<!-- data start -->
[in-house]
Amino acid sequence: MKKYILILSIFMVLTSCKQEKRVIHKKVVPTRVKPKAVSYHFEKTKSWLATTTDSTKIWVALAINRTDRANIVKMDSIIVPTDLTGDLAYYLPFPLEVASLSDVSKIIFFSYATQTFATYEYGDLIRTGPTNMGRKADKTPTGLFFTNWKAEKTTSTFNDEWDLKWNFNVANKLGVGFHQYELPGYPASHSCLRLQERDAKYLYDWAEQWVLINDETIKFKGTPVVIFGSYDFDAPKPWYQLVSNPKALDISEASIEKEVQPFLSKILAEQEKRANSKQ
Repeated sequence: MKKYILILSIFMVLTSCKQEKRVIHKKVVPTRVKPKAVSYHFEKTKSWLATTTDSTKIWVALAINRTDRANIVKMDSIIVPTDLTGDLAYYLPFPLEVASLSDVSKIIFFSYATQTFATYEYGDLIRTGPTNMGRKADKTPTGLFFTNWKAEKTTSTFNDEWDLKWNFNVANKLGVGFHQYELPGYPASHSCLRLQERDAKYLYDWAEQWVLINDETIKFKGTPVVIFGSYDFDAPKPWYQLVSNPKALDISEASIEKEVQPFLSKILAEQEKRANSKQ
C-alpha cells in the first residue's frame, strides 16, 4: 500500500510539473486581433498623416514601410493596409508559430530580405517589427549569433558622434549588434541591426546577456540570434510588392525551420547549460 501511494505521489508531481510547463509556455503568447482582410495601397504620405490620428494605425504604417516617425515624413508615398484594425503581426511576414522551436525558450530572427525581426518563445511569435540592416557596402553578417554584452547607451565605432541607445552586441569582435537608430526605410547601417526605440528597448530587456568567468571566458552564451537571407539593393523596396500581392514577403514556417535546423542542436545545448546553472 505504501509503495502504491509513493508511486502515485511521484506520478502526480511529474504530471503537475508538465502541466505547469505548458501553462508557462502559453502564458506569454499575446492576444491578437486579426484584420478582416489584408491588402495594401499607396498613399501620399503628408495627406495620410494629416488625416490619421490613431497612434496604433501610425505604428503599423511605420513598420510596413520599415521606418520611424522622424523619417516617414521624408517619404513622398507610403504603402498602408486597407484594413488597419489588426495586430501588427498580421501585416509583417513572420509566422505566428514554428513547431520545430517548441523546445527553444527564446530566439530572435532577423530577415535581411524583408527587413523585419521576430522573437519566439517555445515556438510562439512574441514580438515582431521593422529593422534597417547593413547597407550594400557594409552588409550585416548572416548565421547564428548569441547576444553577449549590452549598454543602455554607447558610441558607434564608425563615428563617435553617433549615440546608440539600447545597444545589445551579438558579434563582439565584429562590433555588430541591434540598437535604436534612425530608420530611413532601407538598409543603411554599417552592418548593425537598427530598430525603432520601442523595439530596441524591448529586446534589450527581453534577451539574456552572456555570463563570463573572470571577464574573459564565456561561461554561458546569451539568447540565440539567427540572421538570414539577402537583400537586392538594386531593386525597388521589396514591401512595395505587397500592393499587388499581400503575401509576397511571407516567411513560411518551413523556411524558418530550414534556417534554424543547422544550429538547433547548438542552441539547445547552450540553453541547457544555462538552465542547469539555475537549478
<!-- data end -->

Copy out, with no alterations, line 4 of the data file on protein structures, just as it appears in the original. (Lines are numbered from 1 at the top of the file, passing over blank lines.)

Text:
C-alpha cells in the first residue's frame, strides 16, 4: 500500500510539473486581433498623416514601410493596409508559430530580405517589427549569433558622434549588434541591426546577456540570434510588392525551420547549460 501511494505521489508531481510547463509556455503568447482582410495601397504620405490620428494605425504604417516617425515624413508615398484594425503581426511576414522551436525558450530572427525581426518563445511569435540592416557596402553578417554584452547607451565605432541607445552586441569582435537608430526605410547601417526605440528597448530587456568567468571566458552564451537571407539593393523596396500581392514577403514556417535546423542542436545545448546553472 505504501509503495502504491509513493508511486502515485511521484506520478502526480511529474504530471503537475508538465502541466505547469505548458501553462508557462502559453502564458506569454499575446492576444491578437486579426484584420478582416489584408491588402495594401499607396498613399501620399503628408495627406495620410494629416488625416490619421490613431497612434496604433501610425505604428503599423511605420513598420510596413520599415521606418520611424522622424523619417516617414521624408517619404513622398507610403504603402498602408486597407484594413488597419489588426495586430501588427498580421501585416509583417513572420509566422505566428514554428513547431520545430517548441523546445527553444527564446530566439530572435532577423530577415535581411524583408527587413523585419521576430522573437519566439517555445515556438510562439512574441514580438515582431521593422529593422534597417547593413547597407550594400557594409552588409550585416548572416548565421547564428548569441547576444553577449549590452549598454543602455554607447558610441558607434564608425563615428563617435553617433549615440546608440539600447545597444545589445551579438558579434563582439565584429562590433555588430541591434540598437535604436534612425530608420530611413532601407538598409543603411554599417552592418548593425537598427530598430525603432520601442523595439530596441524591448529586446534589450527581453534577451539574456552572456555570463563570463573572470571577464574573459564565456561561461554561458546569451539568447540565440539567427540572421538570414539577402537583400537586392538594386531593386525597388521589396514591401512595395505587397500592393499587388499581400503575401509576397511571407516567411513560411518551413523556411524558418530550414534556417534554424543547422544550429538547433547548438542552441539547445547552450540553453541547457544555462538552465542547469539555475537549478